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    Small Drones Aren't a Threat to Airplanes If You Don't Fly Them Near Airports

    Written by

    Jason Koebler

    Staff Writer

    The Federal Aviation Administration has taken far too long to write and release its commercial drone regulations. So, a lawyer went and wrote some for the agency.

    Today, a drone trade group called the UAS America Fund and Brendan Schulman, the country’s foremost drone lawyer, filed an official regulatory framework with the FAA that would set rules for “micro” drones that weigh three pounds or less. Along with it, the group commissioned a safety analysis that suggests drones of that size can be flown with very little risk to air traffic.

    The proposed rules would allow people to fly micro drones commercially, as long as the operator stays more than five miles away from an airport, flies below 400 feet, stays within line-of-sight, and becomes licensed. The entire framework consists of a six-page rules proposal and 49 pages of research, background, and safety information intended to help the FAA decide whether or not to implement the new regulation.

    The licensing process would be much less intensive than one that the FAA is currently considering, which would require drone pilots to get a manned pilot’s license in order to fly commercially. Instead, commercial micro drone pilots would take a “ground school” class that teaches them how to read airspace charts and how to read specific FAA advisory notices.

    A chart of all bird strikes studied in the safety analysis. Image: KramerLevin

    Ultra popular—and powerful—consumer drones such as the DJI Phantom and 3D Robotics IRIS+ fall under that weight limit, meaning that some real, high-quality work could be done within the constraints of the proposed rule.

    “There’s a lot of value in this initial category,” Schulman told me. “I think people have thought about this idea that we need different rules for lighter-weight drones, especially at low altitudes, for some time now. But we wanted to ground that thought in something more analytical than just a gut feeling.”

    So, Schulman commissioned air safety expert Adam Dershowitz of Exponent Engineering, a science consulting firm, to do what’s believed to be the first thorough safety analysis of what flying these things around would look like.

    The FAA’s official stance is that drones could crash into a plane and bring it down, and has often compared hypothetical drone strikes to the very real problem of bird strikes that happen near airports every once in a while. In fact, birds may be more dangerous than drones because, though they're made of feather and bone, they often fly much faster than small drones can. Dershowitz suggests that, in a collision, the kinetic energy transferred from a drone, or a bird, to the airplane is more important than the material that it's made out of.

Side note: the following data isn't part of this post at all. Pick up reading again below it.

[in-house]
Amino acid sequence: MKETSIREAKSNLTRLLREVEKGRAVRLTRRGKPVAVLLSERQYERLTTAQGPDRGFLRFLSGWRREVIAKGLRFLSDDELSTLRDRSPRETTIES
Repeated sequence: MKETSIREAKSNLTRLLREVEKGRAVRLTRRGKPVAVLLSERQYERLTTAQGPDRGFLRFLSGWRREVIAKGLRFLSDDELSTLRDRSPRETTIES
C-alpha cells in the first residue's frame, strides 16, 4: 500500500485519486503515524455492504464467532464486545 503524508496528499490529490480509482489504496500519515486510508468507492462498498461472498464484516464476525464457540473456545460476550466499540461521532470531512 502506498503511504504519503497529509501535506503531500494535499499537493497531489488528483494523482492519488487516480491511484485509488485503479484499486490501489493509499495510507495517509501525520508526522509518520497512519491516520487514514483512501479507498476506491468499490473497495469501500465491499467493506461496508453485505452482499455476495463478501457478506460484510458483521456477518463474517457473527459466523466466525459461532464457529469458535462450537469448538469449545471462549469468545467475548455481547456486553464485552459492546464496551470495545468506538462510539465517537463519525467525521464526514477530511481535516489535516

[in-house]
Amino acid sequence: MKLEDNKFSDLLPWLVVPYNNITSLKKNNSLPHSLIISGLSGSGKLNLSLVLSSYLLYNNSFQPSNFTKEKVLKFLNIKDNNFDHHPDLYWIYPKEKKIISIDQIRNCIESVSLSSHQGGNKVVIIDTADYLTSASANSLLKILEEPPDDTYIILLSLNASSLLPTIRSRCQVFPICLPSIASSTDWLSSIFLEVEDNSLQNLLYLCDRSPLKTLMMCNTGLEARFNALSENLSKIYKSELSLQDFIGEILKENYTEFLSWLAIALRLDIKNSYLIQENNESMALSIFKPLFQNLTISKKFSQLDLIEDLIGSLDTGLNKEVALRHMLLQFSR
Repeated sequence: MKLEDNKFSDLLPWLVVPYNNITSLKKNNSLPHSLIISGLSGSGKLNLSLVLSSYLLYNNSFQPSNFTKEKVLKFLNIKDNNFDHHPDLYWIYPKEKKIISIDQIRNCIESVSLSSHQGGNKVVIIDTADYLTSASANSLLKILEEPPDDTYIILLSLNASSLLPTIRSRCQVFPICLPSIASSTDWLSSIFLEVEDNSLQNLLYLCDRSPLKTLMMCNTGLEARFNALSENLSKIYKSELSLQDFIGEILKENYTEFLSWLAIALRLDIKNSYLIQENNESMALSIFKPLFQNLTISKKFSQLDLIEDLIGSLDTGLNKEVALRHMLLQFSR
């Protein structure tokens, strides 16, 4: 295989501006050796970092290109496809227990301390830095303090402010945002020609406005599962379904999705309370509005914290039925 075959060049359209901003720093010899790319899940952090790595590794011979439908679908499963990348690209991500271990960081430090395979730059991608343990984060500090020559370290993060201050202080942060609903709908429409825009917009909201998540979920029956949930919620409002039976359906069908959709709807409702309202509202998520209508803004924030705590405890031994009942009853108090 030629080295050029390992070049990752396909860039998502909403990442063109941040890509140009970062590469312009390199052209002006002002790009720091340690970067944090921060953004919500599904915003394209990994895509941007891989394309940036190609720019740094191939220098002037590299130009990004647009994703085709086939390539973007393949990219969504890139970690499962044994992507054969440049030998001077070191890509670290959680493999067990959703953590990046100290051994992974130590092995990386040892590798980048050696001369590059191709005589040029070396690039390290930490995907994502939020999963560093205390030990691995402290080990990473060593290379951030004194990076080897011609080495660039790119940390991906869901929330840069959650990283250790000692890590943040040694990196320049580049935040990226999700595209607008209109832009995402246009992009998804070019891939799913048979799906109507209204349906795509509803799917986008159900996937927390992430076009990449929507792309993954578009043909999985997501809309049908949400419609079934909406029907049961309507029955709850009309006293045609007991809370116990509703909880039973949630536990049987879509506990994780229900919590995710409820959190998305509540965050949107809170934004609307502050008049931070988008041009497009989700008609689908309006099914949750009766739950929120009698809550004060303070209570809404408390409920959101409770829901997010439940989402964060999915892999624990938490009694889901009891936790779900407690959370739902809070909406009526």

Furthermore, using the FAA’s own data, Dershowitz found that, over the past 25 years, there has never been a fatal bird strike involving medium or small birds in the airspace Schulman’s regulations would use.

    “The extreme rarity of any collisions between birds and aircraft away from airports and at low altitude, despite the population of 10 billion birds, suggests that unintentional impact between UAVs and manned aircraft away from airports and low altitude will always remain extremely unlikely,” Dershowitz wrote.

    The proposal would also prohibit drone pilots from flying within 100 feet of “uninvolved persons” and would prohibit commercial drone operators from flying over an “open-air assembly of persons.” Schulman suggests that the proposal will keep people safe on the ground.

    The FAA is legally obligated to at least consider and respond to the proposed regulations, Schulman said, though there’s no guarantee that the agency will implement them.

    But, considering how anxious and fed up most would-be drone pilots are with the agency’s oft-delayed progress on its “small” drone regulations (which would cover everything that weighs less than 55 pounds), Schulman sees this as an easy way for the FAA to win some good will without significantly endangering anyone.

    “We think there’s an urgent need to get this micro category up and running as soon as possible. Hopefully the response is positive, because we think it’s a very sensible way forward,” he said. “Zero to 55 pounds is a huge range—it’s too much to treat them all the same way.”